Why are foreign investors wary of JSE?

03 May, 2019 - 00:05 0 Views
Why are foreign investors wary of JSE?

eBusiness Weekly

. . . And what might change their minds?

Up to the end of last week, foreigners had been net sellers of R25,6 billion worth of shares on the JSE so far this year. This compares with net foreign purchases of R30,1 billion over the equivalent period in 2018.

This is despite emerging markets overall seeing meaningful inflows. According to figures from the Institute of International Finance, emerging market assets attracted $25,1 billion (R362,3 billion) of non-resident flows in March, $31,2 billion (R450,4 billion) in February, and $52,6 billion (R759,2 billion) in January.

This would seem to suggest that international investors have a particular aversion to South African assets. The country is not seeing the kind of money that is being directed to its emerging market peers.

The global environment

However, Archie Hart, the lead portfolio manager for the Investec Emerging Markets Equity strategy based in the UK, believes this should be viewed in context. One should be cautious about reading too much into short-term market movements.

He notes that the end of 2018 was very bad for markets around the world, but the start of 2019 has been much better. The performance of the JSE has followed this trend, despite net foreign outflows.

“If you look at markets as at the end of June 2018 compared to where they are today, emerging markets are up 3 percent in that 10-month period; South Africa is up about 3 percent in local currency; and developed markets are up about 4 percent,” Hart points out. “So, actually, over 10 months, markets are slightly up. But it’s a low growth picture globally, coupled with a fair amount of volatility and uncertainty. I’m not sure that what we’re seeing in South Africa is too different to what we’re seeing elsewhere.”

Last year was also one of the worst in history for corporate earnings expectations. Around the world, the projected earnings of listed companies were revised substantially downwards.

“South Africa was no different,” Hart says. “From the start of 2018 to the end of the year, analysts downgraded their earnings expectations for corporates by around 20 percent. That sounds like a lot, but it’s fairly similar to what we saw in the rest of the world.”

The questions foreigners are asking

The challenge for investors globally, therefore, is trying to identify where future returns might come from. In this respect, South Africa has some well-recognised challenges.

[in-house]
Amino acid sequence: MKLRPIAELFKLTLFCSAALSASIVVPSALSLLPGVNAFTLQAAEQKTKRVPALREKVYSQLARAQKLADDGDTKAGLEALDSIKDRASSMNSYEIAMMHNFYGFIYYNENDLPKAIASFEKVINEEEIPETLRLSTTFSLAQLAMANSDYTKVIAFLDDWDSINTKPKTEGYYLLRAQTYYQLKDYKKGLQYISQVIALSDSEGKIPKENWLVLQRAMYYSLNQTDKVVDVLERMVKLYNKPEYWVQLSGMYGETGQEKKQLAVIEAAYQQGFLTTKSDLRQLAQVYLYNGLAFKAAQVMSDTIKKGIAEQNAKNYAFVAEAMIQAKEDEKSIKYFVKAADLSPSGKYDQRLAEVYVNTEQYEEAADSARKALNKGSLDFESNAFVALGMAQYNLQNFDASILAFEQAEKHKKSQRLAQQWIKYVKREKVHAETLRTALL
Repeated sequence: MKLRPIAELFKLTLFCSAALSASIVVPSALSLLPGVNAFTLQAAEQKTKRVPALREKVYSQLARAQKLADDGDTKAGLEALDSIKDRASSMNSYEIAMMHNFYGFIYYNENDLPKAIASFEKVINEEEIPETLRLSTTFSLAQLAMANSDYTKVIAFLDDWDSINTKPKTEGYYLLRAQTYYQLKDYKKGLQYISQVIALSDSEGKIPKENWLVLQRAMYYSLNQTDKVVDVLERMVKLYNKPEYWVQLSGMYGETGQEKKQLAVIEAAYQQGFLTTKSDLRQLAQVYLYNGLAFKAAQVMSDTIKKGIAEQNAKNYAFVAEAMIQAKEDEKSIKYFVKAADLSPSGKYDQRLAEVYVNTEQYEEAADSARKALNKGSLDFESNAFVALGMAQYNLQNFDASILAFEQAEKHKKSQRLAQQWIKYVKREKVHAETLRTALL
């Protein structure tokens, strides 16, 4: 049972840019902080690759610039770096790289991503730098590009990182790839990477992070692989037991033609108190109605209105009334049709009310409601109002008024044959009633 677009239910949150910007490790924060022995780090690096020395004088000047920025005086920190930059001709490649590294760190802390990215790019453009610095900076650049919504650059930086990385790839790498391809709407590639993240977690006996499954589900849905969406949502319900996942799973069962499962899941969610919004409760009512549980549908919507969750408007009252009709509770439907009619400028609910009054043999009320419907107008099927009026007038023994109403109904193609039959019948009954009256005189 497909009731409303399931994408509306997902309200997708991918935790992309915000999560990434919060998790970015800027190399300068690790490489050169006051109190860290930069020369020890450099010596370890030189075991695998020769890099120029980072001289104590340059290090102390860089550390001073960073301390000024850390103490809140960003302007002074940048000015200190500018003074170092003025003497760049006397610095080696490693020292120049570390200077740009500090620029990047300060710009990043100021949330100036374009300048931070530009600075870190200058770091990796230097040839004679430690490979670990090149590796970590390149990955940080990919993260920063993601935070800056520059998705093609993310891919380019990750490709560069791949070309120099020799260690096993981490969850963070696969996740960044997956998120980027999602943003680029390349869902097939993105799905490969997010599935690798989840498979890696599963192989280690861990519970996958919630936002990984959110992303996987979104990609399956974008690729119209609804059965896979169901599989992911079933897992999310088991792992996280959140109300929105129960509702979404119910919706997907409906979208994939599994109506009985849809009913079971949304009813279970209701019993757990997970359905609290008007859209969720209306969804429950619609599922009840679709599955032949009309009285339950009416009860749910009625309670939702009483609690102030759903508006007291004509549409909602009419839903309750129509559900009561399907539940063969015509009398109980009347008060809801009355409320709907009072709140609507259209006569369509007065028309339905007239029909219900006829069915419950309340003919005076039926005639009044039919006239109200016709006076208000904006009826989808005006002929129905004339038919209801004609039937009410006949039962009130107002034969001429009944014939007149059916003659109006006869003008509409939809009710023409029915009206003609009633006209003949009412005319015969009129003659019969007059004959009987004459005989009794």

The local economy is weak, there is still a degree of political uncertainty leading up to next month’s election, and, following the collapse of Steinhoff, concerns have been heightened about corporate governance. The dramatic declines in the share prices of Aspen and MTN have also led to questions being asked about local management teams. It is also significant to international investors that local companies are being extremely conservative with their balance sheets. They are not investing because of the weak economic environment.

“Businesses in other emerging markets are stacking up more favourably for foreign investors because they are still investing,” says Thokan. “So they are likely to deliver better earnings growth going forward.”

This is a sentiment shared by hart

“The problem we have is the growth outlook is pretty weak,” he says. “Consumers are taking on quite a bit of debt, they don’t have much scope to go out and spend, which means that it’s tough to find growth in the consumption part of economy. At the same time, the banks are facing issues from low economic growth, but also of disruption, most obviously from Capitec but also new start-ups.”

He is less concerned about the robustness of local corporate governance and management.

“There have been a few particular corporate governance issues, but if you look broadly at the overall market, the corporate governance framework, reporting and disclosures are certainly a whole lot better than some other emerging markets that I look at,” says Hart. “Corporates are actually in reasonably good shape, notwithstanding those examples.”

How sentiment might shift

It is therefore not a question of quality, but of growth. This has only been compounded by the lack of a consistent power supply from Eskom.

Foreign investors are largely, therefore, “on-hold” with regards to South African assets at the moment. There is however potential for this to change after next month.

“The market has an expectation that (President Cyril) Ramaphosa and ANC will win the election, and then what you need to see is significant progress on economic reform, whether that’s state-owned enterprises or the economy generally,” says Hart. “And that can be very powerful if they look to execute that.

“A good example is Brazil where we have a new, reform-minded government and markets have performed extraordinarily well in a short space of time, even without any evidence that execution will be strong,” he points out.

“So I would say the market does have some potential sources of upside, but only if we get strong policy direction post the elections.” — Moneyweb.

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